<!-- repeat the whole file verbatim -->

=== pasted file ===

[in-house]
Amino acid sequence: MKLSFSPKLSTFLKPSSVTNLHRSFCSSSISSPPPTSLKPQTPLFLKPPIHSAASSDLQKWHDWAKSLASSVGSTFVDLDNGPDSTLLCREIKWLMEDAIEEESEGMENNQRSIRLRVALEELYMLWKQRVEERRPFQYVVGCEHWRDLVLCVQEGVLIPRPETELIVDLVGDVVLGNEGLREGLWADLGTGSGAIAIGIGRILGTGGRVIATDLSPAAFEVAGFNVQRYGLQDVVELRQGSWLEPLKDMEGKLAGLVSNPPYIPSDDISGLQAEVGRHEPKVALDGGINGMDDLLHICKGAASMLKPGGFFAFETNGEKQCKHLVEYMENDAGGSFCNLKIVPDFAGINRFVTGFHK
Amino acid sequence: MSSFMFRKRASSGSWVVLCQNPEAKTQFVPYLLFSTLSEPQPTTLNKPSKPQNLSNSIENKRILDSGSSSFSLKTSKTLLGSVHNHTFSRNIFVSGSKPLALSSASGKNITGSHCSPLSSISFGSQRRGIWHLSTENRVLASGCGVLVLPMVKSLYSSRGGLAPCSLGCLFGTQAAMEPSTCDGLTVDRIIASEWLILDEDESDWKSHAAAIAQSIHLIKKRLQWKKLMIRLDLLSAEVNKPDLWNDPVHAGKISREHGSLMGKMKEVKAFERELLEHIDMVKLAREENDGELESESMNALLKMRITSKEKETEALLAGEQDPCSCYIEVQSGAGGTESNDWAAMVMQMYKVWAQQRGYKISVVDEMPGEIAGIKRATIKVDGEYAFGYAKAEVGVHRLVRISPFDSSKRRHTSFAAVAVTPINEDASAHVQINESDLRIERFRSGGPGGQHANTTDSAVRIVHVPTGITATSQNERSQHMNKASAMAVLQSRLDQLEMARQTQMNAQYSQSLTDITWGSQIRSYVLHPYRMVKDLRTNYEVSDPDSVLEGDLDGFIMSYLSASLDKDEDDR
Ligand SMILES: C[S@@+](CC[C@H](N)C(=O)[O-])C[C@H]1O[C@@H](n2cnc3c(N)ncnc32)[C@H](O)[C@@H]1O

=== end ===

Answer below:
[in-house]
Amino acid sequence: MKLSFSPKLSTFLKPSSVTNLHRSFCSSSISSPPPTSLKPQTPLFLKPPIHSAASSDLQKWHDWAKSLASSVGSTFVDLDNGPDSTLLCREIKWLMEDAIEEESEGMENNQRSIRLRVALEELYMLWKQRVEERRPFQYVVGCEHWRDLVLCVQEGVLIPRPETELIVDLVGDVVLGNEGLREGLWADLGTGSGAIAIGIGRILGTGGRVIATDLSPAAFEVAGFNVQRYGLQDVVELRQGSWLEPLKDMEGKLAGLVSNPPYIPSDDISGLQAEVGRHEPKVALDGGINGMDDLLHICKGAASMLKPGGFFAFETNGEKQCKHLVEYMENDAGGSFCNLKIVPDFAGINRFVTGFHK
Amino acid sequence: MSSFMFRKRASSGSWVVLCQNPEAKTQFVPYLLFSTLSEPQPTTLNKPSKPQNLSNSIENKRILDSGSSSFSLKTSKTLLGSVHNHTFSRNIFVSGSKPLALSSASGKNITGSHCSPLSSISFGSQRRGIWHLSTENRVLASGCGVLVLPMVKSLYSSRGGLAPCSLGCLFGTQAAMEPSTCDGLTVDRIIASEWLILDEDESDWKSHAAAIAQSIHLIKKRLQWKKLMIRLDLLSAEVNKPDLWNDPVHAGKISREHGSLMGKMKEVKAFERELLEHIDMVKLAREENDGELESESMNALLKMRITSKEKETEALLAGEQDPCSCYIEVQSGAGGTESNDWAAMVMQMYKVWAQQRGYKISVVDEMPGEIAGIKRATIKVDGEYAFGYAKAEVGVHRLVRISPFDSSKRRHTSFAAVAVTPINEDASAHVQINESDLRIERFRSGGPGGQHANTTDSAVRIVHVPTGITATSQNERSQHMNKASAMAVLQSRLDQLEMARQTQMNAQYSQSLTDITWGSQIRSYVLHPYRMVKDLRTNYEVSDPDSVLEGDLDGFIMSYLSASLDKDEDDR
Ligand SMILES: C[S@@+](CC[C@H](N)C(=O)[O-])C[C@H]1O[C@@H](n2cnc3c(N)ncnc32)[C@H](O)[C@@H]1O